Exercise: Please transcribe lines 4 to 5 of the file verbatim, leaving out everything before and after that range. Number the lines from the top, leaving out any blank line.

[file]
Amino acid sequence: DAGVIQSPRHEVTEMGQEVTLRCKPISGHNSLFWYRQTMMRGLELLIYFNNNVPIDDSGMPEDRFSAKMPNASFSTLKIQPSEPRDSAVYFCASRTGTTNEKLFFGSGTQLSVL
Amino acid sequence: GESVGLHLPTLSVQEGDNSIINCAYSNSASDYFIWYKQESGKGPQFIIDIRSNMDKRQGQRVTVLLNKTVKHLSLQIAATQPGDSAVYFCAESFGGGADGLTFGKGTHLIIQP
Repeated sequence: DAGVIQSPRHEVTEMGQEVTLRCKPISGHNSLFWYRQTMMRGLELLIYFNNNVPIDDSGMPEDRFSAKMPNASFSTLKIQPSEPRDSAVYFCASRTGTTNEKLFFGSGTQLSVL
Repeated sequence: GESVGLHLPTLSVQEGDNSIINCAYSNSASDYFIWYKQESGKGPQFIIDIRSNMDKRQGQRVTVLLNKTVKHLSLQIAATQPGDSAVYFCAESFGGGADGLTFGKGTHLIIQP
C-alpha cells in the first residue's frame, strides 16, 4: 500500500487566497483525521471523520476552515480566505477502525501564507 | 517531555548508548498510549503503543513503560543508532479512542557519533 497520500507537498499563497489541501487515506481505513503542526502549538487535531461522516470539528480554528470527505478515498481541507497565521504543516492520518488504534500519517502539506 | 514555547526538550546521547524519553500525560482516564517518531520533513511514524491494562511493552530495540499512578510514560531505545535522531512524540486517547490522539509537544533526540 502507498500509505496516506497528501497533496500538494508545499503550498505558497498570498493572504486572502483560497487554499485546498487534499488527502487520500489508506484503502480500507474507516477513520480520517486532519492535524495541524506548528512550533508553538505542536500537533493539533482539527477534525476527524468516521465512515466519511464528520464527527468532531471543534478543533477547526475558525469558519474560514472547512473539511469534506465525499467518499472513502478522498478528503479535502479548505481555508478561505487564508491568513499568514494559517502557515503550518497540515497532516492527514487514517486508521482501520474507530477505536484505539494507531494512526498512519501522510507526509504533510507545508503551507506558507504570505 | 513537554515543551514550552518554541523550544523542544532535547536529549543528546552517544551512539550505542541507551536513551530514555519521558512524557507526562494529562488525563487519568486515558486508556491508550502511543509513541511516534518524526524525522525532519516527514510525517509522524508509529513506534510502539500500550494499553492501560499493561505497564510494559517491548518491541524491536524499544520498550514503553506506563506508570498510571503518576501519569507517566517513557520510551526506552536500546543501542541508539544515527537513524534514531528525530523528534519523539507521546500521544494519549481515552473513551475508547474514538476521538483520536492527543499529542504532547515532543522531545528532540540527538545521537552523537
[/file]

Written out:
Repeated sequence: GESVGLHLPTLSVQEGDNSIINCAYSNSASDYFIWYKQESGKGPQFIIDIRSNMDKRQGQRVTVLLNKTVKHLSLQIAATQPGDSAVYFCAESFGGGADGLTFGKGTHLIIQP
C-alpha cells in the first residue's frame, strides 16, 4: 500500500487566497483525521471523520476552515480566505477502525501564507 | 517531555548508548498510549503503543513503560543508532479512542557519533 497520500507537498499563497489541501487515506481505513503542526502549538487535531461522516470539528480554528470527505478515498481541507497565521504543516492520518488504534500519517502539506 | 514555547526538550546521547524519553500525560482516564517518531520533513511514524491494562511493552530495540499512578510514560531505545535522531512524540486517547490522539509537544533526540 502507498500509505496516506497528501497533496500538494508545499503550498505558497498570498493572504486572502483560497487554499485546498487534499488527502487520500489508506484503502480500507474507516477513520480520517486532519492535524495541524506548528512550533508553538505542536500537533493539533482539527477534525476527524468516521465512515466519511464528520464527527468532531471543534478543533477547526475558525469558519474560514472547512473539511469534506465525499467518499472513502478522498478528503479535502479548505481555508478561505487564508491568513499568514494559517502557515503550518497540515497532516492527514487514517486508521482501520474507530477505536484505539494507531494512526498512519501522510507526509504533510507545508503551507506558507504570505 | 513537554515543551514550552518554541523550544523542544532535547536529549543528546552517544551512539550505542541507551536513551530514555519521558512524557507526562494529562488525563487519568486515558486508556491508550502511543509513541511516534518524526524525522525532519516527514510525517509522524508509529513506534510502539500500550494499553492501560499493561505497564510494559517491548518491541524491536524499544520498550514503553506506563506508570498510571503518576501519569507517566517513557520510551526506552536500546543501542541508539544515527537513524534514531528525530523528534519523539507521546500521544494519549481515552473513551475508547474514538476521538483520536492527543499529542504532547515532543522531545528532540540527538545521537552523537